Gas Ring Alligator Park
Grace Black | Maddie Banwell
There are no people though there’s places for them to go. What light there is is red, like a bad memory, like an incubator for children with no minds yet (for whom it isn’t time yet). The ordinariness of slightly janky plumbing and adult play is inefficiently metabolised by a collective gut that is longing for unpaid and non-normative effort to be consistently constructive and transformative. That’s not quite what’s going on here. Infrastructure’s charisma is shy, like a child actor.
If there’s a general theme it’s: infrastructure, of the literal kind. Bridges and pipes and wind turbines, street lighting. But it’s in miniature and it’s only half-useful at best; it’s less like actual bridges and turbines and more like an explanation of how it happens at the Early Learning Centre. Bridges and wind turbines (and so on) are maybe things that flash on the screen when you sit there blankly trying to document the ordinary world of sociality, at scale, where faces blur out of specificity and are replaced by hovering words like ‘citizen’. What they’ve made is meant to be useful. Of all the things it could be, then, the most actually useful would be: diagrams. They want, I think, to learn something. They want, I think, also, to explain something. Pay attention to my desire for things to work as if by magic. Pay attention to my desire to learn. Watch me wanting really badly to be in the world while knowing it’s bad without leaving behind everyone who seems from the outside to think it’s OK: circuitry, flightlines, pipes, trains. We aren’t much better off since we learned the names of what is wrong. What form does that discomfort make? You know structures by the shapes they take; you know rules by what the street signs say. A passage on a flag pole to extract from the wind its way and tell it, tunnelling mootly cause it’s not a worm, like an adult tired of learning, waiting for the bod to slip the bone. In the windsock the wind is moving and its movement becomes form, which makes it social, but only as the wind keeps moving. Trying to understand how to make it takes the shape of trying to prove that it can be made.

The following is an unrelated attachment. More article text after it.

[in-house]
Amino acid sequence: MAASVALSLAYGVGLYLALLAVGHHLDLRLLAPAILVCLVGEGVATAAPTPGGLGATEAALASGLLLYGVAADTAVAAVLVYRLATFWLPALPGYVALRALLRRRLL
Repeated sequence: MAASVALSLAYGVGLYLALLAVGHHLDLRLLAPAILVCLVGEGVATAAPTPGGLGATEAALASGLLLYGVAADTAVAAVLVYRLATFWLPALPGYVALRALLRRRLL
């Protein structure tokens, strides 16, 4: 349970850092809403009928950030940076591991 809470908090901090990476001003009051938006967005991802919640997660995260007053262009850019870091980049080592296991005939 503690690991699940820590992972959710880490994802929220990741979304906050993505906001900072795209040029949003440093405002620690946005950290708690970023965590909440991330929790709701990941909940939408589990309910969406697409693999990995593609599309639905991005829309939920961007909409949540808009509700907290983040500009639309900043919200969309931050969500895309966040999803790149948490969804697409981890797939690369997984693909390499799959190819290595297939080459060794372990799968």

Why does it feel so good to reproduce what other people can do so much better than you can? Why does it feel so good to prove that you could make again what’s already here? Attending to the romance and then the hassle of trying to do things - big things - differently outside of, like, art (outside of metaphors and smart responses), it’s mostly just brief moments of optimism in an otherwise changing same... in this, it’s not enough. It’s also a person quietly building bridges in a studio that’s good and a resource but also, despite itself (and what can it do?) a placeholder for gentrification, building pipes incompletely and imperfectly but still well to train themselves to cope with how they will, with the world, before long have to change-
One adjective that latches to this stuff Grace and Maddie have exhausted themselves in service of is ‘diagrammatic’. Another is: draft. Another is: normal. Childlike. Outside.
Lonely... missing something, and knowing that. OK with that, but only if it’s not forever. What I get a sense of in this work is not the standard DIY world-building aesthetics associated with cultural anti-normativity, but a more patient, already-disappointed-but-not- giving-up desire for better norms, conventions that afford some rest. Once you figure out how to make the machinery work, your life will be easier, things will be easier. Coaxing lessons from the way things we all use and rely on are shaped; how they are made; who knows how to make them; who knows how to change them; who believes they could...? What would it be like if you tried to understand the mechanics of pulleys, circuitry, and energy capture as well as your world demands you at least try to understand your gender and your class and your race? Literal, unadorned infrastructure, in its omnipresence and muted complexity, starts to shimmer with all the questions hidden by the answers, all there is to learn.
The work is also running water, as well as wind and gravity and what levers do, so it’s also about leakage, escape, the muscle of constant availability and lack that needs re-routing, which people follow and build lives close to. Liquids are live but they are also media for loss. Drainage lets that happen. Good plumbing makes it safe. One thing I think I think about the tap, the bridge, the cable car, the wind-spoons is: they are not metaphors. A metaphor is a transference, it creates meaning by displacement. This stuff is the opposite, in a way. It wants to unpack what’s lodged inside the given. It wants to stay.
Text by George Lynch